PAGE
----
This monograph presents a report on the results of the
archaeological excavations of the Czech Institute of Egyptology
undertaken from 1987 until 2004 and held in the area of the Abusir
minor tombs clustered around the tombs of the 5th Dynasty kings.
The first chapter is devoted to the excavation and description of
the mastaba of Nebtyemneferes, a rather enigmatic identity probably
a princess who was buried among the tombs of the members of the
royal family in the southern part of the Abusir pyramid necropolis.
The tomb includes common features of Abusir tombs of the period.The
second chapter deals with research into the mastaba of Prince
Nakhtsare, located to the south of Raneferef's mortuary temple; it
is the northernmost tomb in a row of tombs located on the southern
border of the royal necropolis. The important position of this very
destroyed tomb is also indicated by its rich burial equipment, as
well as by the masons' marks found on the masonry of the mastaba.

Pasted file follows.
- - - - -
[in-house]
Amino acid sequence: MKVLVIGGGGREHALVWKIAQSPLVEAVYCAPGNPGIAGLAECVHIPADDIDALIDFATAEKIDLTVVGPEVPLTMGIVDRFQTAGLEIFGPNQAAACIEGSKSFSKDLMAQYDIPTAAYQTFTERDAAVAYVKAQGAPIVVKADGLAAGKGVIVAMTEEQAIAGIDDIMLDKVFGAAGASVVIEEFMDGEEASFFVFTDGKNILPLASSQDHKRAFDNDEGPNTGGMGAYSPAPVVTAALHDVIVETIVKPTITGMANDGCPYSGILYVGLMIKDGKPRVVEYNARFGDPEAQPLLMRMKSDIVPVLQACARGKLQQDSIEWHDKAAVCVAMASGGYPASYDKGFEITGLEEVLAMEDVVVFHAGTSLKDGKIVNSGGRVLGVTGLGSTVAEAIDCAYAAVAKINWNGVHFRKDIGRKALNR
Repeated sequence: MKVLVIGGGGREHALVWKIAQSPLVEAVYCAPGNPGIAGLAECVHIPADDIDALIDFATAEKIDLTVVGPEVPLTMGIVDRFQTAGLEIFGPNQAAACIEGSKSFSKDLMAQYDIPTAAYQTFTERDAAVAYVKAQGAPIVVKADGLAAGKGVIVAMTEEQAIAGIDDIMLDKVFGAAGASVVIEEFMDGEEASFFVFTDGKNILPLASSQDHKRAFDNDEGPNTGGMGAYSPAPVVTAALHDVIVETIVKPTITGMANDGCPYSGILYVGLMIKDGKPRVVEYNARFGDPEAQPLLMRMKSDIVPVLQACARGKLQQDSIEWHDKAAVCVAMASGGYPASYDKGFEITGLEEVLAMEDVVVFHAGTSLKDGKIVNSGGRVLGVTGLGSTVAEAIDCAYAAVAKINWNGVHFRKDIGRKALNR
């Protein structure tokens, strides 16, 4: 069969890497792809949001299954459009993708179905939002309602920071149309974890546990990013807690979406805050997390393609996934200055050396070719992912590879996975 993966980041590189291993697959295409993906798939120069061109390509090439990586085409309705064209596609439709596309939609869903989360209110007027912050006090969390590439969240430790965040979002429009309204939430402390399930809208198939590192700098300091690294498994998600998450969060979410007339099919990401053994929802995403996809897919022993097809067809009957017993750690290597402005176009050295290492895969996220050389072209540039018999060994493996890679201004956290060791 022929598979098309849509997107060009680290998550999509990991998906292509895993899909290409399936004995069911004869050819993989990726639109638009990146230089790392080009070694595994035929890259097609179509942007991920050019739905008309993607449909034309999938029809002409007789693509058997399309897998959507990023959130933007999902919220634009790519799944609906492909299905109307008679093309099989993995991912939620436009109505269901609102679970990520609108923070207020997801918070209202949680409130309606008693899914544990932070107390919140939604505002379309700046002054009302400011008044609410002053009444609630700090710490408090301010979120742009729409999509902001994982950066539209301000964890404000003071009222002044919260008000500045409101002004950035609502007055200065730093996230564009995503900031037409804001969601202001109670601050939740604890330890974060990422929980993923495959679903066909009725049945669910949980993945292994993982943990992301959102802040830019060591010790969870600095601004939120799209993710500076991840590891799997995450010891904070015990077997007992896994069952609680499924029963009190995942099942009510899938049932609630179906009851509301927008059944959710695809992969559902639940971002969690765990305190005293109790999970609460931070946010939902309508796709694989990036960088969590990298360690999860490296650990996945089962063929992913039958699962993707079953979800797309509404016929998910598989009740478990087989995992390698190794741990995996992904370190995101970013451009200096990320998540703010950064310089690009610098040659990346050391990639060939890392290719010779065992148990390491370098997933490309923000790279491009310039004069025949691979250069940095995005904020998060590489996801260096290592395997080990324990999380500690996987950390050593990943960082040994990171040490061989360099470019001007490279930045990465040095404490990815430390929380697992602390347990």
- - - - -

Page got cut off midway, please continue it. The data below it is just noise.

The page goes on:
The third chapter is devoted to the pyramid complex of an unknown
queen in a tomb known as Lepsius no. 24. Because a large number of
masons' marks was present on this pyramid's walls, and, in
addition, because of the bad state of preservation of this
monument, we have been able to study in an unique way the methods
used by the ancient architects and builders in the construction of
royal monuments in the middle of the Fifth Dynasty. A further
chapter is dedicated to a most exceptional complex the monument
known to us now as Lepsius no. 25. This monument represents a
double tomb whose name was written as double pyramid.
Unfortunately, it is in a very desolated state of preservation, so
much so that many details of its intriguing architecture as well as
the burial equipments, etc., have been lost to us forever. The
sixth chapter is devoted to the anthropological material discovered
during the archaeological excavations of these monuments. The
majority of this material is represented by remains coming from the
Late Period cemeteries, which once covered this area. In addition
to this fairly large group, there is one very significant study
featuring the fragments of a female mummy which might have belonged
to the owner of the pyramid complex Lepsius no. 24. A study of the
stone vessels found in the monuments discussed in this monograph
represents an Appendix.